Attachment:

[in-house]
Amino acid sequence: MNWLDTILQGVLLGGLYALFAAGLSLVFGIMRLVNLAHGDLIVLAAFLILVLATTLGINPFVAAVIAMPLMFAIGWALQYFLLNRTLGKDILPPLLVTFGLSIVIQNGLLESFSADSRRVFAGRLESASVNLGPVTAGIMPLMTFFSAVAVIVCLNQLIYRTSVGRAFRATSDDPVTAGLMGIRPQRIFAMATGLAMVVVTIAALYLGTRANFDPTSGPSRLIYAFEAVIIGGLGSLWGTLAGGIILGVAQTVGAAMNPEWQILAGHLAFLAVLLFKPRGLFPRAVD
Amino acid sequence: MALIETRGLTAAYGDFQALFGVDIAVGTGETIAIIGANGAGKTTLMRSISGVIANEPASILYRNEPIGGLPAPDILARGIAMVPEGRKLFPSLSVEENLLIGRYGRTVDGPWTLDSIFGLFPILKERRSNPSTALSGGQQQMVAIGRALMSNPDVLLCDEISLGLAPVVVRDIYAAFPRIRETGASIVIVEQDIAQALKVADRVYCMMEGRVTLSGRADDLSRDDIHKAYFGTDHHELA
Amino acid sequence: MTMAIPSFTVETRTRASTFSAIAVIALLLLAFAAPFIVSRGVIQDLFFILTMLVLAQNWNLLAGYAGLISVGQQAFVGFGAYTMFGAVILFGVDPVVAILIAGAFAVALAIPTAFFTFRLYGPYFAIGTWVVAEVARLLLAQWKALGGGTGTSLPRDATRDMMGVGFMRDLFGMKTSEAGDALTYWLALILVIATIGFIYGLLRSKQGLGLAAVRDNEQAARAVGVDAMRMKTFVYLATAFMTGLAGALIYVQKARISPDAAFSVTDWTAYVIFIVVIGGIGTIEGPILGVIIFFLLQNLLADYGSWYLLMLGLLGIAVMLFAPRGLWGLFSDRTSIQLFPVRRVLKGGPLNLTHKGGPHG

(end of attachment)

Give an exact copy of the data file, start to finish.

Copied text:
[in-house]
Amino acid sequence: MNWLDTILQGVLLGGLYALFAAGLSLVFGIMRLVNLAHGDLIVLAAFLILVLATTLGINPFVAAVIAMPLMFAIGWALQYFLLNRTLGKDILPPLLVTFGLSIVIQNGLLESFSADSRRVFAGRLESASVNLGPVTAGIMPLMTFFSAVAVIVCLNQLIYRTSVGRAFRATSDDPVTAGLMGIRPQRIFAMATGLAMVVVTIAALYLGTRANFDPTSGPSRLIYAFEAVIIGGLGSLWGTLAGGIILGVAQTVGAAMNPEWQILAGHLAFLAVLLFKPRGLFPRAVD
Amino acid sequence: MALIETRGLTAAYGDFQALFGVDIAVGTGETIAIIGANGAGKTTLMRSISGVIANEPASILYRNEPIGGLPAPDILARGIAMVPEGRKLFPSLSVEENLLIGRYGRTVDGPWTLDSIFGLFPILKERRSNPSTALSGGQQQMVAIGRALMSNPDVLLCDEISLGLAPVVVRDIYAAFPRIRETGASIVIVEQDIAQALKVADRVYCMMEGRVTLSGRADDLSRDDIHKAYFGTDHHELA
Amino acid sequence: MTMAIPSFTVETRTRASTFSAIAVIALLLLAFAAPFIVSRGVIQDLFFILTMLVLAQNWNLLAGYAGLISVGQQAFVGFGAYTMFGAVILFGVDPVVAILIAGAFAVALAIPTAFFTFRLYGPYFAIGTWVVAEVARLLLAQWKALGGGTGTSLPRDATRDMMGVGFMRDLFGMKTSEAGDALTYWLALILVIATIGFIYGLLRSKQGLGLAAVRDNEQAARAVGVDAMRMKTFVYLATAFMTGLAGALIYVQKARISPDAAFSVTDWTAYVIFIVVIGGIGTIEGPILGVIIFFLLQNLLADYGSWYLLMLGLLGIAVMLFAPRGLWGLFSDRTSIQLFPVRRVLKGGPLNLTHKGGPHG